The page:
Every year I say this is the best year ever for motorcycling and powersports…and it’s so true every year. The technological advancements of the machines, the increased effectiveness of helmets and head protection, as well as across the board development of better and better armor and safety protection make our sports more fun and more safe. It’s truly an exciting time to play with horsepower.
Textile innovations are rapidly advancing as well, so amidst all of the new fabrics with custom-crafted trade names, it’s fun to see that there’s still such great interest in good ole leather. Great protection, longevity of use, and legends like Marlon Brando and Steve McQueen sporting them has made leather both cool and culturally obsessive.
Even with the Hollywood hype, leather motorcycle jackets do have their practical side. Leather is still hands-down the most protective material for abrasion resistance, even more so than the now nearly ubiquitous Kevlar. That’s why motorcycle racers alway don leather from neck to toe. One-piece leather suits, made from kangaroo or cow skin, have the ability to keep riders safe even when crashing at speeds in excess of 200 mph.
Thanks to the vintage and cafe racer movement, there’s a lot of demand for stylish yet protective leather apparel right now. Perfect for folks looking for that fashion element but wanting to stay safe, the newer developed jackets incorporate a lot of the features from the textile side of the marketplace yet offer that quintessential leather biker look.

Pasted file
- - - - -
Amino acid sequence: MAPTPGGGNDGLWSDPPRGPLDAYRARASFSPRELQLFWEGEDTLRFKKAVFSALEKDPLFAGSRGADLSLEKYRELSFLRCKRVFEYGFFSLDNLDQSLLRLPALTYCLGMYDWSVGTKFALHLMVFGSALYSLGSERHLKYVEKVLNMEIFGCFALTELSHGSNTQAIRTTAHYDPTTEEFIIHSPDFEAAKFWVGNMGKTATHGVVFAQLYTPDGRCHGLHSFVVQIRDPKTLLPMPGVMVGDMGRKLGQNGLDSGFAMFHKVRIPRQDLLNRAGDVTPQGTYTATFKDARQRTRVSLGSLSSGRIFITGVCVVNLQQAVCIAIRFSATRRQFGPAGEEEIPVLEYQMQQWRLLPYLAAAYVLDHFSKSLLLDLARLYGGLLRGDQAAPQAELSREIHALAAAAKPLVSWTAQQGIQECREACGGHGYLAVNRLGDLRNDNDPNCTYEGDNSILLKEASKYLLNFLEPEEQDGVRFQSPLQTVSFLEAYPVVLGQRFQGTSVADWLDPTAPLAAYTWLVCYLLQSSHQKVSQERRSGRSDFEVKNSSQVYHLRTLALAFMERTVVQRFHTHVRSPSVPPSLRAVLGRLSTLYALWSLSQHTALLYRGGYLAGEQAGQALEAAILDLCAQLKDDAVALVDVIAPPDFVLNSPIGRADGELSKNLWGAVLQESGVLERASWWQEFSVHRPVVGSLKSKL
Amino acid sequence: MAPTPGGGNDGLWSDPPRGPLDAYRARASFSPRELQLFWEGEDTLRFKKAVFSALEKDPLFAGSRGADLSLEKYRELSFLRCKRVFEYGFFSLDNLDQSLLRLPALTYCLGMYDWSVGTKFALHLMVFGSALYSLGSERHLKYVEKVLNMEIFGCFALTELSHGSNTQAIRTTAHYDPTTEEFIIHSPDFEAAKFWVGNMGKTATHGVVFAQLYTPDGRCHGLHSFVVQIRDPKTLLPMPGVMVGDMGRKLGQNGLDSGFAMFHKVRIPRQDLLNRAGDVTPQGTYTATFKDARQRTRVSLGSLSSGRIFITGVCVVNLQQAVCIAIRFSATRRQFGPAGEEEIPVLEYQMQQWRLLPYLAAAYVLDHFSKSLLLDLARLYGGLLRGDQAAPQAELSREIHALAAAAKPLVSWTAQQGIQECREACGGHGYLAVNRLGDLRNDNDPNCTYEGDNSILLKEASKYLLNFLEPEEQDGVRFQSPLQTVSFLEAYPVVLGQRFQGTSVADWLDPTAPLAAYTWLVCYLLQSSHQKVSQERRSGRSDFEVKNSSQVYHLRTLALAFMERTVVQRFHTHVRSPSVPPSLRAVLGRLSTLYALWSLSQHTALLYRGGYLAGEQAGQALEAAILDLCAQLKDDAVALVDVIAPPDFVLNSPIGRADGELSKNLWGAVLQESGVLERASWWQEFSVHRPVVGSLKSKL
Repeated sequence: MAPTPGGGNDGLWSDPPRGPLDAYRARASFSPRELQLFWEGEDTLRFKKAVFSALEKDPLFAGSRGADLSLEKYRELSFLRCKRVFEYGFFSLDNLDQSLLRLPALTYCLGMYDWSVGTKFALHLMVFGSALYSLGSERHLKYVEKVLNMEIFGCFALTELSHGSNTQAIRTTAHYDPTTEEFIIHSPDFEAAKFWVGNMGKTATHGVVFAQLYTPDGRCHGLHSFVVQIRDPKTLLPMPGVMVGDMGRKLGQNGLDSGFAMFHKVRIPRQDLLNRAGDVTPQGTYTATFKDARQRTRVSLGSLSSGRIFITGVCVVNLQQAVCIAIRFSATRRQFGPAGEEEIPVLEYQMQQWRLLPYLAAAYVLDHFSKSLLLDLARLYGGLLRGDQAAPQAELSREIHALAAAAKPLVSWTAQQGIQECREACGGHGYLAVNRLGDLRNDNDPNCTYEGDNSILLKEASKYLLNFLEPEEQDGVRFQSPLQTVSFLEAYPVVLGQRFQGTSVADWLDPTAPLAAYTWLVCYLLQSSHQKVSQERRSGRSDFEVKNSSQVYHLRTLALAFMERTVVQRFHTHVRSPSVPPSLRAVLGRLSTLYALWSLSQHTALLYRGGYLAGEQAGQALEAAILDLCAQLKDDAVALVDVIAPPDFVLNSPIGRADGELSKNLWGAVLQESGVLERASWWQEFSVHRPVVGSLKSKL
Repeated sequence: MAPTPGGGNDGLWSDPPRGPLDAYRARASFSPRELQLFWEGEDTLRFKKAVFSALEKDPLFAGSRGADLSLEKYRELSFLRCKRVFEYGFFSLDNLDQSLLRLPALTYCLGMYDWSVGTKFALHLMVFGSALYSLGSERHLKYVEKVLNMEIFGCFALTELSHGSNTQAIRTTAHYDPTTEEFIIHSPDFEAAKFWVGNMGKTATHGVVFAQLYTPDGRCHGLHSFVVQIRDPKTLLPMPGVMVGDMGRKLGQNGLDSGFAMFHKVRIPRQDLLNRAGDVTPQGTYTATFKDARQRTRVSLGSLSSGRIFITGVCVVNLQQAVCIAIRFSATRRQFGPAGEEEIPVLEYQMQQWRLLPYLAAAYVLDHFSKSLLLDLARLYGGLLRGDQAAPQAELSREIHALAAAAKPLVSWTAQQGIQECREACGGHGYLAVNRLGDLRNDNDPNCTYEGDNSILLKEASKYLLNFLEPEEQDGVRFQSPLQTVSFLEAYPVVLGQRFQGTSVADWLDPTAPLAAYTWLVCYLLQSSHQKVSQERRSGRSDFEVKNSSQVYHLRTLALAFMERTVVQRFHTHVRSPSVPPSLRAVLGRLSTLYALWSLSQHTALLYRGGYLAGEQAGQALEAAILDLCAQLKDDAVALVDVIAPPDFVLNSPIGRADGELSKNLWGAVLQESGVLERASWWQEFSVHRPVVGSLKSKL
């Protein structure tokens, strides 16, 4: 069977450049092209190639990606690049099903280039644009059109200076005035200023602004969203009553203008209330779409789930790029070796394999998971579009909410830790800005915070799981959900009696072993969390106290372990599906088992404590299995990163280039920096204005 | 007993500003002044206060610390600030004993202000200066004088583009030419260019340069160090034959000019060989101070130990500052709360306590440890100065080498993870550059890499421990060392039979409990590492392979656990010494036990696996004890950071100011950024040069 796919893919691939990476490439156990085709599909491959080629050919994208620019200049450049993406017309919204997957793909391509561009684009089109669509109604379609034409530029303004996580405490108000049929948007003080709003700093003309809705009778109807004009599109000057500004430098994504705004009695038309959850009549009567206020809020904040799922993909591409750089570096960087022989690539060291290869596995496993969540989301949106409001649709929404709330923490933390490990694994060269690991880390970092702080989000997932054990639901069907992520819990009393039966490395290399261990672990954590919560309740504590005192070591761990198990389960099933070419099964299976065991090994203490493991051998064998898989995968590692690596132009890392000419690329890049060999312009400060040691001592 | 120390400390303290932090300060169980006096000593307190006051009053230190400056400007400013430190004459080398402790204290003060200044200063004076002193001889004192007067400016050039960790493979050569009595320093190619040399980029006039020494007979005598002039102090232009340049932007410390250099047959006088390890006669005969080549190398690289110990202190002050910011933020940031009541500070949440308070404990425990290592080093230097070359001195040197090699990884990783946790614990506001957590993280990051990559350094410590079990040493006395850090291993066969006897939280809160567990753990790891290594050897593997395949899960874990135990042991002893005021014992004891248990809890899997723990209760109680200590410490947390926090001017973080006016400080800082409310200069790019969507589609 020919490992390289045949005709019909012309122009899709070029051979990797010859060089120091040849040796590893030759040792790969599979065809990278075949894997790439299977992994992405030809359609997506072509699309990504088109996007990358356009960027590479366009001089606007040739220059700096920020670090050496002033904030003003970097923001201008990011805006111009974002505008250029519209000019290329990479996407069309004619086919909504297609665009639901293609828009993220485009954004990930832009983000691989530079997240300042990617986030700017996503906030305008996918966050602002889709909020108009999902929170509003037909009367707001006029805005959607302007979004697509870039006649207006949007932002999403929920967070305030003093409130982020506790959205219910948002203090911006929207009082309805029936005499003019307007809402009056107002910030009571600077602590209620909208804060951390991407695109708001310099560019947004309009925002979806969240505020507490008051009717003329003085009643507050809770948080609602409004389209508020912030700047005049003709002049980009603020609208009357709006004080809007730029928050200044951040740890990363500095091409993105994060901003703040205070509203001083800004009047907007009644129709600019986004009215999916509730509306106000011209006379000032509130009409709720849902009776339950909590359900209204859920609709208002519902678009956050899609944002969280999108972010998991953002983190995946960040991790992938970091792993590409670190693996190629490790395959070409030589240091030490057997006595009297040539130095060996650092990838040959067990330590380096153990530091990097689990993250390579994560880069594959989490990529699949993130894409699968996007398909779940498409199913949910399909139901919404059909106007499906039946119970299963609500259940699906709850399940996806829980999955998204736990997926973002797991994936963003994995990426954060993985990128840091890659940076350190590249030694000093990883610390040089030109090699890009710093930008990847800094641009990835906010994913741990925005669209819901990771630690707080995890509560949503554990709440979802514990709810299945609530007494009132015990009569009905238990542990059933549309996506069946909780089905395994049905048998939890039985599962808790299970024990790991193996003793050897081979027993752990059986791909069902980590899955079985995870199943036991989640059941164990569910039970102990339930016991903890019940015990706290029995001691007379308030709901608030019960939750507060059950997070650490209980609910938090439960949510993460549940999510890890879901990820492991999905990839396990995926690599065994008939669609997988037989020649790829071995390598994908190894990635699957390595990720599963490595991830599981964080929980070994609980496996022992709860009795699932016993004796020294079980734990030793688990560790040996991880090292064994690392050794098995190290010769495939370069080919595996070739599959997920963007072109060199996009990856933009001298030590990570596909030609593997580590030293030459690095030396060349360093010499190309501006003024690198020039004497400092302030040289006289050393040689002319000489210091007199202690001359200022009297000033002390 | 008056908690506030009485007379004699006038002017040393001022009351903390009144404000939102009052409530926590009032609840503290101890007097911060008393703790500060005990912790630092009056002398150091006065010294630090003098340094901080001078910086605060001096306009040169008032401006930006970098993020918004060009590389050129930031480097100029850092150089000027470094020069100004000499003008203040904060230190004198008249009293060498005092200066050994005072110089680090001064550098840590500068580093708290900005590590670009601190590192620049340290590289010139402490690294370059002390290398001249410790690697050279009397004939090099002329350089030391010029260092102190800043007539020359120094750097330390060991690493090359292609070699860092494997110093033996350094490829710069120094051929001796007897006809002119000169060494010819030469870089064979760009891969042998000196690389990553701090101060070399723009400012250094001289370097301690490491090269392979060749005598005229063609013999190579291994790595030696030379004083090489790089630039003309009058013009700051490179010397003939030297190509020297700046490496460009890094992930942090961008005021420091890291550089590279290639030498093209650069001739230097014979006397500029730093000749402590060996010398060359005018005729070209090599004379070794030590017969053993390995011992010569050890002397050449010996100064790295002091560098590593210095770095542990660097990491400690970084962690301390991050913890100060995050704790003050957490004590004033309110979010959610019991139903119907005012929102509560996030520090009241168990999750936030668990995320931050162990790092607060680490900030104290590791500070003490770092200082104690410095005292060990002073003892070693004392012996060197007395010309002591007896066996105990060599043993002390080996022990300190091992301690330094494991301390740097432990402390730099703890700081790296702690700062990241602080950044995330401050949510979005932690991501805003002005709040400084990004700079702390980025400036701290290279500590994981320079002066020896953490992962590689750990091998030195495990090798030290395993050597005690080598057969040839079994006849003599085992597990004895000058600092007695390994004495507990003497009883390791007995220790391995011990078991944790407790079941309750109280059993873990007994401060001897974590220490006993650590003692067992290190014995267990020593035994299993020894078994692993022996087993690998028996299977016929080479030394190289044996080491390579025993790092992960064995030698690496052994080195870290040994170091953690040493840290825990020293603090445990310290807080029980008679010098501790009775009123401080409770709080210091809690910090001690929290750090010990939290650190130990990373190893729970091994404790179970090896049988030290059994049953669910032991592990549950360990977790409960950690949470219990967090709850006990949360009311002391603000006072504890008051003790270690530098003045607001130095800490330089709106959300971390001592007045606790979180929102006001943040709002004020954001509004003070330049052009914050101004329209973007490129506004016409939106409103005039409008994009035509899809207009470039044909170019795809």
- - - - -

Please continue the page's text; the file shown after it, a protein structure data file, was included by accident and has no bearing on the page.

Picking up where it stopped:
Long-time textile line Olympia entered the leather marketplace last year with both men’s and women’s jackets. “We had a lot of requests for vintage and cafe racer looking apparel and it seemed like a good fit for us,” said Jeff Laird, national marketing manager at MTA Distributing. “We’ve taken Olympia technology and put it into a leather jacket with great looks and all the safety features that are part of the Olympia brand.”
If your dealership is located in one of the warmer climates and your riders are looking for warm weather leather riding jackets, both vented and perforated versions exist. Venting is good because you can close vents in the rain, but the downside is that the jacket is still heavy and thick. Perforated leather jackets are more common, the outer shell having punched holes through which air flows in to the rider.
Know that perforations weaken the leather, so when stocking apparel for your dealership, be sure that the leather jackets on your hangers don’t have cooling perforations in the places where riders might need abrasion protection. Perforations should only be located where the integrity of the leather isn’t vital, never in the elbows, forearms or backs of jackets.
Combining the durability of leather with ventilation and stylish good looks? It is true. This is the best year yet to be a powersports aficionado.